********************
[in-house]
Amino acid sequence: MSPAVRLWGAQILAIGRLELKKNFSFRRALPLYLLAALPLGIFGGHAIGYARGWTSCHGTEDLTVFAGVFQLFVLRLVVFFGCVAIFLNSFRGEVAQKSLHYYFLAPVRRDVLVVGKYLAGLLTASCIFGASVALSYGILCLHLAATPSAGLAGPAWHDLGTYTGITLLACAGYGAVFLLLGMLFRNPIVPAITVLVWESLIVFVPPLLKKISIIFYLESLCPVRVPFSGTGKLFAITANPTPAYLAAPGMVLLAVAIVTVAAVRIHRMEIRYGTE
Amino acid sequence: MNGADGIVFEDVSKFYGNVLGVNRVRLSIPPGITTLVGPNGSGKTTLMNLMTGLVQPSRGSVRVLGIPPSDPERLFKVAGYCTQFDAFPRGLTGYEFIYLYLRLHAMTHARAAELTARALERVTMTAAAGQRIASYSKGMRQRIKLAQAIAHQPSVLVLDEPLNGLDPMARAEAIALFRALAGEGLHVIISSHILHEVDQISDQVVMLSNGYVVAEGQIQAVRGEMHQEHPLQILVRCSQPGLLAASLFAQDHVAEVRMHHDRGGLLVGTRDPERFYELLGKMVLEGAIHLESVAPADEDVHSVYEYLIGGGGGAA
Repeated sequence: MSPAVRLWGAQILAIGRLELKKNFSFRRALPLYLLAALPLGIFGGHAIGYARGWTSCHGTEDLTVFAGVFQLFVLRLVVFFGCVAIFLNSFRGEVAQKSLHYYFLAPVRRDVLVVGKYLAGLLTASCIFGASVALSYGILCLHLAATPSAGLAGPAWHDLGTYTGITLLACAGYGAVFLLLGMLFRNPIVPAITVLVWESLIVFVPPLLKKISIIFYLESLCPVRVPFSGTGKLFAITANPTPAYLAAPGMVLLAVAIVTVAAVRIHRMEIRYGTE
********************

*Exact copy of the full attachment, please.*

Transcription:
[in-house]
Amino acid sequence: MSPAVRLWGAQILAIGRLELKKNFSFRRALPLYLLAALPLGIFGGHAIGYARGWTSCHGTEDLTVFAGVFQLFVLRLVVFFGCVAIFLNSFRGEVAQKSLHYYFLAPVRRDVLVVGKYLAGLLTASCIFGASVALSYGILCLHLAATPSAGLAGPAWHDLGTYTGITLLACAGYGAVFLLLGMLFRNPIVPAITVLVWESLIVFVPPLLKKISIIFYLESLCPVRVPFSGTGKLFAITANPTPAYLAAPGMVLLAVAIVTVAAVRIHRMEIRYGTE
Amino acid sequence: MNGADGIVFEDVSKFYGNVLGVNRVRLSIPPGITTLVGPNGSGKTTLMNLMTGLVQPSRGSVRVLGIPPSDPERLFKVAGYCTQFDAFPRGLTGYEFIYLYLRLHAMTHARAAELTARALERVTMTAAAGQRIASYSKGMRQRIKLAQAIAHQPSVLVLDEPLNGLDPMARAEAIALFRALAGEGLHVIISSHILHEVDQISDQVVMLSNGYVVAEGQIQAVRGEMHQEHPLQILVRCSQPGLLAASLFAQDHVAEVRMHHDRGGLLVGTRDPERFYELLGKMVLEGAIHLESVAPADEDVHSVYEYLIGGGGGAA
Repeated sequence: MSPAVRLWGAQILAIGRLELKKNFSFRRALPLYLLAALPLGIFGGHAIGYARGWTSCHGTEDLTVFAGVFQLFVLRLVVFFGCVAIFLNSFRGEVAQKSLHYYFLAPVRRDVLVVGKYLAGLLTASCIFGASVALSYGILCLHLAATPSAGLAGPAWHDLGTYTGITLLACAGYGAVFLLLGMLFRNPIVPAITVLVWESLIVFVPPLLKKISIIFYLESLCPVRVPFSGTGKLFAITANPTPAYLAAPGMVLLAVAIVTVAAVRIHRMEIRYGTE